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Thank You for Being a Friend

Pakistan and China's Almost Alliance

A staff member raises Pakistan's flag in front of the Great Hall of the People ahead of a welcome ceremony for Pakistan's Prime Minister Nawaz Sharif in Beijing, July 5, 2013. Jason Lee / Reuters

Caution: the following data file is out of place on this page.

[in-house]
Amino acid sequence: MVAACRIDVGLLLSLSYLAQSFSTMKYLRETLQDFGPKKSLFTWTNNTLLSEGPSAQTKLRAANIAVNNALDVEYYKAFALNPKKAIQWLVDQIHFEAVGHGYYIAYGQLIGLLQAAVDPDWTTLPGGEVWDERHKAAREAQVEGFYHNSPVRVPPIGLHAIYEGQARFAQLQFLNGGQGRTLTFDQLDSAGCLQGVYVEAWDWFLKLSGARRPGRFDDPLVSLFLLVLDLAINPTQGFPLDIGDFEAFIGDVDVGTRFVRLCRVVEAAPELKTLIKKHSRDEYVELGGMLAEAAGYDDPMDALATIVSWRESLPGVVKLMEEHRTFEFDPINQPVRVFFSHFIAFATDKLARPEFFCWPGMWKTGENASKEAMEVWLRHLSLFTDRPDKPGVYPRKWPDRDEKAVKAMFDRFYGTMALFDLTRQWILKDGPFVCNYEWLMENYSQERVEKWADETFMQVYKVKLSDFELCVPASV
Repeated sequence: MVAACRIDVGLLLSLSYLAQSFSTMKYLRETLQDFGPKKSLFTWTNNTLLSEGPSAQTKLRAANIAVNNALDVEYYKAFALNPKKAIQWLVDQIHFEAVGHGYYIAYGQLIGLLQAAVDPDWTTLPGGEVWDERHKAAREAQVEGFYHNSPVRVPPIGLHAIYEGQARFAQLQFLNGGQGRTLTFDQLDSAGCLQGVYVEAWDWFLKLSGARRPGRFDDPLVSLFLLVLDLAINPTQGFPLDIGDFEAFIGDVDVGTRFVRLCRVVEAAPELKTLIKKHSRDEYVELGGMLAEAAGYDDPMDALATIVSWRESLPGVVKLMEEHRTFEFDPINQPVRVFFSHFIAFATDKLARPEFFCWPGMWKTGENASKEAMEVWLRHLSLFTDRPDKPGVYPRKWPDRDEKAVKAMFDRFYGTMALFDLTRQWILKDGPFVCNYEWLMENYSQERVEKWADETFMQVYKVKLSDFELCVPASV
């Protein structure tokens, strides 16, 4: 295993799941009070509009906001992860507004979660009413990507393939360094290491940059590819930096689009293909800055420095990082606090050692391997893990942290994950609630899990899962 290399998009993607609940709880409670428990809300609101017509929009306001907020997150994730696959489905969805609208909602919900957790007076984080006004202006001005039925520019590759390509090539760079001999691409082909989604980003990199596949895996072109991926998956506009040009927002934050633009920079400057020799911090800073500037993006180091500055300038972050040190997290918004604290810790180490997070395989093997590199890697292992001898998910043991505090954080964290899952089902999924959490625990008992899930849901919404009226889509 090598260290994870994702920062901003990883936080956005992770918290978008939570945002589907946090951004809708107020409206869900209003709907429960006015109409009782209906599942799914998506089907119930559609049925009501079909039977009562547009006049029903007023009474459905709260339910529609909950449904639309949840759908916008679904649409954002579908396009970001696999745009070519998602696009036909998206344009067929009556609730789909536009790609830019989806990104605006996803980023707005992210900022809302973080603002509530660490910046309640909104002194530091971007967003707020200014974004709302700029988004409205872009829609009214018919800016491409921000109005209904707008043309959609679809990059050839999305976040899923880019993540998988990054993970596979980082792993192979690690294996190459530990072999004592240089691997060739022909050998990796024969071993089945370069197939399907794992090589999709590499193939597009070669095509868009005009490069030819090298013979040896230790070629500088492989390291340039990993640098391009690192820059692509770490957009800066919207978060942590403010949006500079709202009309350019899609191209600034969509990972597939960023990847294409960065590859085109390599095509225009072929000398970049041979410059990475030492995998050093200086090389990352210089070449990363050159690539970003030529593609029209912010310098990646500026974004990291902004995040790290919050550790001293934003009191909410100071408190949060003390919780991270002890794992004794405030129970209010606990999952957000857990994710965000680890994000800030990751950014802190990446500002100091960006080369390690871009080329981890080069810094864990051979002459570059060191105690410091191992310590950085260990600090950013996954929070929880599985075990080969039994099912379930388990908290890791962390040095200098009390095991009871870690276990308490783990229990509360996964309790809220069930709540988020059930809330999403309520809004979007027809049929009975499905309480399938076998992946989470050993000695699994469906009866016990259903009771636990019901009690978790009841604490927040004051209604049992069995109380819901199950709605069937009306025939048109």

“Sweeter than the sweetest honey in this world, deeper than the deepest sea in the world . . . ,” the suitor crooned, “higher than the highest peak . . .” Soul singer Barry White?  No, Pakistani Prime Minister Nawaz Sharif, remarking on Pakistan's relationship with China in 2014, using words that had been repeated many times before over the past 40 years. Leaders of each nation routinely describe the other as its closest partner on earth, as its “all-weather friend.” But does the substance match the rhetoric? The two nations have virtually no shared culture, history, or economic ties. The glue sticking them together would appear to be military ties and an interest in keeping their common rival, India, off balance. But there is a great deal more to the Sino-Pakistani relationship than this. Policymakers in the United States and throughout Asia should take note of why this odd couple has endured for so long, what each partner

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